How being bigger than the other kids is making this young Aussie famous

If you were bigger than the other kids your age at school, you’ll more than likely know what it’s like

If you were bigger than the other kids your age at school, you’ll more than likely know what it’s like to be judged or picked on.

But that’s not stopping one Aussie youngster who has become an overnight sensation on social media for just that.

Nine-year-old Meaalofa Te’o is a junior rugby league player from Victoria.

You might wondering what has people talking about him?

Well, Meaalofa is not only much bigger than most kids his age – he’s also got some incredible rugby league skills.

How did his brush with fame start?

A video of the junior footy player in action at a carnival in Canberra has been shared on the USA Rugby Sevens Twitter account – and suddenly Meaalofa has been mentioned in major publications and news channels across the world.

The video has had more than 1.4 million views and tens of thousands of shares.

On Twitter the USA Rugby Sevens captioned the video of the youngster in action with the words “Pure. Carnage.”

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Source: Twitter

In the Washington Times he was referred to as “absolutely brutal” and “a miniature version of a full-grown rugby league player”.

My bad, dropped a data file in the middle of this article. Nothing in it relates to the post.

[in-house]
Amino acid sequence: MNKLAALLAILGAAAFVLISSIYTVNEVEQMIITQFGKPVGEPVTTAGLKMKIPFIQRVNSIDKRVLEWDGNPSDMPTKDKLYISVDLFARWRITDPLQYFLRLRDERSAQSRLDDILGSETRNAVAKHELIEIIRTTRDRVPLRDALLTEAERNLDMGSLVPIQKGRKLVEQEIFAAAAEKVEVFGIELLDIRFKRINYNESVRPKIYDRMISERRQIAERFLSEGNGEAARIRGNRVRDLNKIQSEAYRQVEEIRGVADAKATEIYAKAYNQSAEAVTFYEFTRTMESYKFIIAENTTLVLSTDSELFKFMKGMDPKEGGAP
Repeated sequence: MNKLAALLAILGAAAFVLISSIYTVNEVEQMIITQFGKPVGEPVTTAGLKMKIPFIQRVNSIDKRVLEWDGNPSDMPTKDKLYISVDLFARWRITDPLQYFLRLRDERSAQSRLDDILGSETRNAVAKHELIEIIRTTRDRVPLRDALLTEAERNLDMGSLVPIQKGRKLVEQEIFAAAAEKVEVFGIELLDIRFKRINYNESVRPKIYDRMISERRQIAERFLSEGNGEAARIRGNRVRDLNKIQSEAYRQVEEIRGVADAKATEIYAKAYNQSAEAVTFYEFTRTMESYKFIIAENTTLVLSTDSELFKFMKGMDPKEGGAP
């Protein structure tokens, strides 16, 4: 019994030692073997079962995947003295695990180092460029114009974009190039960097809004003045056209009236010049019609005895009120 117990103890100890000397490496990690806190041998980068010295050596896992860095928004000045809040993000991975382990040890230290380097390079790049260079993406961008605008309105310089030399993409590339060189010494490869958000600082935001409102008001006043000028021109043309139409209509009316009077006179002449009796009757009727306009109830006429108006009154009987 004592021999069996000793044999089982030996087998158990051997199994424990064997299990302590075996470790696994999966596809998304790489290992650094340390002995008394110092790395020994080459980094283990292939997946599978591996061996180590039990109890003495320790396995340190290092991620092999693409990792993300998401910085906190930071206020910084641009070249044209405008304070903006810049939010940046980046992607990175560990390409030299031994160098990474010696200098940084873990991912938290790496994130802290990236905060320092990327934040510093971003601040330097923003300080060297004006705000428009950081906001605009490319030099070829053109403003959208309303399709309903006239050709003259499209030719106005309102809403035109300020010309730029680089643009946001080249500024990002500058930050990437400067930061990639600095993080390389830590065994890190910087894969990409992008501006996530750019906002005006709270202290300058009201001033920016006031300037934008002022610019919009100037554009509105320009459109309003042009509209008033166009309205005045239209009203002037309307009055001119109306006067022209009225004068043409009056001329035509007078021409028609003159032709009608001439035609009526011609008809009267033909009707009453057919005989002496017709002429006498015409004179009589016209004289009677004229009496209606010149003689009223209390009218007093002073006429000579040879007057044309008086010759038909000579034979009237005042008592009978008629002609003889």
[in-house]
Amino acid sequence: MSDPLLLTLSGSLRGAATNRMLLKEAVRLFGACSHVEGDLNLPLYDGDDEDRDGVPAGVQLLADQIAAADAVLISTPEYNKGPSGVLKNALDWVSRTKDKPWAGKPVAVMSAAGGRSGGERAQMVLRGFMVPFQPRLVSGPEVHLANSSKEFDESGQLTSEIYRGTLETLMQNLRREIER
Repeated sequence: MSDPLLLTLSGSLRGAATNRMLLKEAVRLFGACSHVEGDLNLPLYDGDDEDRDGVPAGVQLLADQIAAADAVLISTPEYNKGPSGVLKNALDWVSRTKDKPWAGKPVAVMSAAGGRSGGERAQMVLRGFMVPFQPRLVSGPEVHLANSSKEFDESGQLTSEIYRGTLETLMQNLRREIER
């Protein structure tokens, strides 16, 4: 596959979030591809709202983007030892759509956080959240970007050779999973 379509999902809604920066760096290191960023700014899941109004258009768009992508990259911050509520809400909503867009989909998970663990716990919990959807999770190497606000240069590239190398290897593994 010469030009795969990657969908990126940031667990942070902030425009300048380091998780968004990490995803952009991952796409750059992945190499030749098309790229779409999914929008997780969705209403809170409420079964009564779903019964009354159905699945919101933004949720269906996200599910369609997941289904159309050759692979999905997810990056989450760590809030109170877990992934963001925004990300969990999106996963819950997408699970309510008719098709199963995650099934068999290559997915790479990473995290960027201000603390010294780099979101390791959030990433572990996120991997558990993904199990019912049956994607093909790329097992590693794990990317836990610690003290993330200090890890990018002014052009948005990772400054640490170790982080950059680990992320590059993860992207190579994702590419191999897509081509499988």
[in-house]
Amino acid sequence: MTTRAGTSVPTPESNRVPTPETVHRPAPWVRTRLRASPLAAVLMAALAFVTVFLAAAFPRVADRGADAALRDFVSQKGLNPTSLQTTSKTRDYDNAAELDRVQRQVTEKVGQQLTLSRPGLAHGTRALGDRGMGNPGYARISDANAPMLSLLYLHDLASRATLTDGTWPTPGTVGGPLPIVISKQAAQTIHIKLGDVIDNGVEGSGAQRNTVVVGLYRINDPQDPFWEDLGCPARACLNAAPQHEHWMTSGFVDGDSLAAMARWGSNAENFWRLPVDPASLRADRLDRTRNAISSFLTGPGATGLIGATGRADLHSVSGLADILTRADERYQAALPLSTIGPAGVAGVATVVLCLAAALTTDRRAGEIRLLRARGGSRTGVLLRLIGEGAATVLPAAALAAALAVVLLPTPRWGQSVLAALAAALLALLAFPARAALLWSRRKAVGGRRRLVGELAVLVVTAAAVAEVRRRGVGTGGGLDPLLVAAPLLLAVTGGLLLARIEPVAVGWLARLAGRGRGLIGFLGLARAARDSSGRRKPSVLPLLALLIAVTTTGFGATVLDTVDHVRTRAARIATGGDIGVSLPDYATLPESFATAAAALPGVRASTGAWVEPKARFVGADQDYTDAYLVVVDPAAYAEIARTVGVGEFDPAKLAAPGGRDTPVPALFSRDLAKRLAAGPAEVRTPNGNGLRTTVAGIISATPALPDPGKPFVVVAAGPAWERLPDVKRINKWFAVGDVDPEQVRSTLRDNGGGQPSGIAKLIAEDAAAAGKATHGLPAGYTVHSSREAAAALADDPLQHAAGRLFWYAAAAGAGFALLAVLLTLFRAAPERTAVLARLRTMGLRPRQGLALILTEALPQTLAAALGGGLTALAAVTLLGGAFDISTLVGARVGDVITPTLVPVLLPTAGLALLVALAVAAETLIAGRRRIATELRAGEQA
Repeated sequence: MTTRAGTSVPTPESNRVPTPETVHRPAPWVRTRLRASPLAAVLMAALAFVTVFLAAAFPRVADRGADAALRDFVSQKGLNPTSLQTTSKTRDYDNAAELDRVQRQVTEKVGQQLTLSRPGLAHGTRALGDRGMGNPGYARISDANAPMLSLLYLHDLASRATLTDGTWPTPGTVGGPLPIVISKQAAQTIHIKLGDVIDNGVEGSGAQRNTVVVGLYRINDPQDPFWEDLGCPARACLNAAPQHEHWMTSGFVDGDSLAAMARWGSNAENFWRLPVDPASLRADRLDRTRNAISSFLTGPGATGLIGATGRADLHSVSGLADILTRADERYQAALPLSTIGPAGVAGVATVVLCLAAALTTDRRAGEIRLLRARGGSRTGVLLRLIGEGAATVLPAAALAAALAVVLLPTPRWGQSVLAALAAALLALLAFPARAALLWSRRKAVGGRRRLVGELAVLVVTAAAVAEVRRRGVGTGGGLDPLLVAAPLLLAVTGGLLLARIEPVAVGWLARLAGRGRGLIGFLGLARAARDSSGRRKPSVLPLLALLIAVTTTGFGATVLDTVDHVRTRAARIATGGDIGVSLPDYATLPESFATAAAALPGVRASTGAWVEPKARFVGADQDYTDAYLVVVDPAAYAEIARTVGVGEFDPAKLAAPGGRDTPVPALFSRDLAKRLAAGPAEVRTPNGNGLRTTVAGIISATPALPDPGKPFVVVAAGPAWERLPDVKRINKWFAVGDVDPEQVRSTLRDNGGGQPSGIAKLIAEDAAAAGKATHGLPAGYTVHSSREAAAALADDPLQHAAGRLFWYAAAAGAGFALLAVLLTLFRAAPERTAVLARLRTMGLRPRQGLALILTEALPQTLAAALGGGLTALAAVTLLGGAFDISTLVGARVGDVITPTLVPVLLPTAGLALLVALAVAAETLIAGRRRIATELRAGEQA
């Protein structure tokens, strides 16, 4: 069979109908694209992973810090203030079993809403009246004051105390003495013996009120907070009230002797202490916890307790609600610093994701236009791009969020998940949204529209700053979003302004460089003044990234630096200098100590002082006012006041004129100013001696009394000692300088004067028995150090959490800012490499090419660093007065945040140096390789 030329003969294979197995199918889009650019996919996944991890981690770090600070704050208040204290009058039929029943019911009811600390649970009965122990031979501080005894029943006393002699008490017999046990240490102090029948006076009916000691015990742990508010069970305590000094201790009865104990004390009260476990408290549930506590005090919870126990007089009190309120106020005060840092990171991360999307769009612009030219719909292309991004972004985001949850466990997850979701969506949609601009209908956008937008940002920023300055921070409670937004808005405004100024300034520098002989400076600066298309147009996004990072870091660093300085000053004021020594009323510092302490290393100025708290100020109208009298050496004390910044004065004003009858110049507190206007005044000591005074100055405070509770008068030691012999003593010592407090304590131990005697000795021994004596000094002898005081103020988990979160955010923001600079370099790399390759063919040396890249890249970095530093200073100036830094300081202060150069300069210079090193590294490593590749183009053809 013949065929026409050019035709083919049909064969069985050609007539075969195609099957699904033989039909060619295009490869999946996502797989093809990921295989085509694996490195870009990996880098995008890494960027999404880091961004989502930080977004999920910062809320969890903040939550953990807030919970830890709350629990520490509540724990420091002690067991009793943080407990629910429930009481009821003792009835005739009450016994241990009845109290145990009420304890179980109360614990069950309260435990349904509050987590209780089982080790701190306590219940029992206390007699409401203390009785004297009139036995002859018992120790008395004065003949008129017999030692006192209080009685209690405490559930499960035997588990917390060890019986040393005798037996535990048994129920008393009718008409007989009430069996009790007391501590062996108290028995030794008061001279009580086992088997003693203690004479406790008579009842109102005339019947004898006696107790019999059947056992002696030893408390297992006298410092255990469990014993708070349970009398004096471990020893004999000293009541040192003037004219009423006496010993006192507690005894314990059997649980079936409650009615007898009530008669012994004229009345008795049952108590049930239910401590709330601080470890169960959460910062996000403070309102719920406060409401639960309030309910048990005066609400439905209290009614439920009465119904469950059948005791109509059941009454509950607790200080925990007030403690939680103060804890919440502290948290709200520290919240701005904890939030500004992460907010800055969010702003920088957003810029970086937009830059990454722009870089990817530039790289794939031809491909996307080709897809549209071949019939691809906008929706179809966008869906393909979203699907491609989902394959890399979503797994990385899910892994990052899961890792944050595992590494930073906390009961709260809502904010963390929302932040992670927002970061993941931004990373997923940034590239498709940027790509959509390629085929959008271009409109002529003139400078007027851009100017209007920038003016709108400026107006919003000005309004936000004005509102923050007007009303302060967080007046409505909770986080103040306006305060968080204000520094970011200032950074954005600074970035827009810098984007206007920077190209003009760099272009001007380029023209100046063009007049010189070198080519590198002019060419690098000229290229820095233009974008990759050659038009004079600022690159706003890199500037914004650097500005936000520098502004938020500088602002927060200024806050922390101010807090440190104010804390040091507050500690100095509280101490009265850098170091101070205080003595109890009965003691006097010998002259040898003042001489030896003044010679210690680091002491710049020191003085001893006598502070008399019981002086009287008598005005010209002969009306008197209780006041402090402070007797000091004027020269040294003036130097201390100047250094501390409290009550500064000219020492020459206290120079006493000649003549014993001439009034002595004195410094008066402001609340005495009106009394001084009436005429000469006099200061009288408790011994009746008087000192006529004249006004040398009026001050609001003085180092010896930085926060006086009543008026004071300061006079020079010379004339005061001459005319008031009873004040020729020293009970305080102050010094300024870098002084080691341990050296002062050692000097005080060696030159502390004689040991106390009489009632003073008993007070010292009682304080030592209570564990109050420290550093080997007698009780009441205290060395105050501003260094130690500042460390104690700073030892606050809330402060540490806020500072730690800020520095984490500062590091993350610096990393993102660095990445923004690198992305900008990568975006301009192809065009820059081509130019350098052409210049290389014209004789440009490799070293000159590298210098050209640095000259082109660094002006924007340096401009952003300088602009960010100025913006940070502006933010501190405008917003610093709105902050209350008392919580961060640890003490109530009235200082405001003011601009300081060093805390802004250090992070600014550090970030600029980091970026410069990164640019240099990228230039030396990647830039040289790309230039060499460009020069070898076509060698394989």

Fox Sports US called him a “human truck”, while French sports website described him as a “veritable force of nature”.

So should we be using his size and weight to describe him?

No doubt you’ve heard the debate raging amongst parents about whether kids should play in teams based on height and weight to reduce the risk of injury to smaller players.

Well, as one mum whose son played against Meaalofa reportedly said on Facebook – he’s just doing what he’s supposed to.

“Both teams played really well and number 17 (Te’o) is only doing what he’s supposed to do, scoring tries in a game of football, nothing unfair there!!,” she wrote.

What do you think? Are terms like “human truck” acceptable to describe Meaalofa? Or is any recognition of his footy playing talents great?

  1. Robert Haile  

    Well, if he was small like the other children, he wouldn’t be scoring as much. When I played under 14, we had a 96 kilo 189 cm bloke who ran people over. Parents questioned his birth certificate but he was legitimate, and this was way back in the 1960’s, and back then he was 6′ 2′ and 15 stone.

  2. i feel these children should play in teams by weight it is a form of bully ing cause his sheer size intimidates all the children

    • Don Lerwiis  

      he is not intimidating if you thought like kids do you would realise they look on it as a challenge to bring him down.Its all about life challenges and teamwork.

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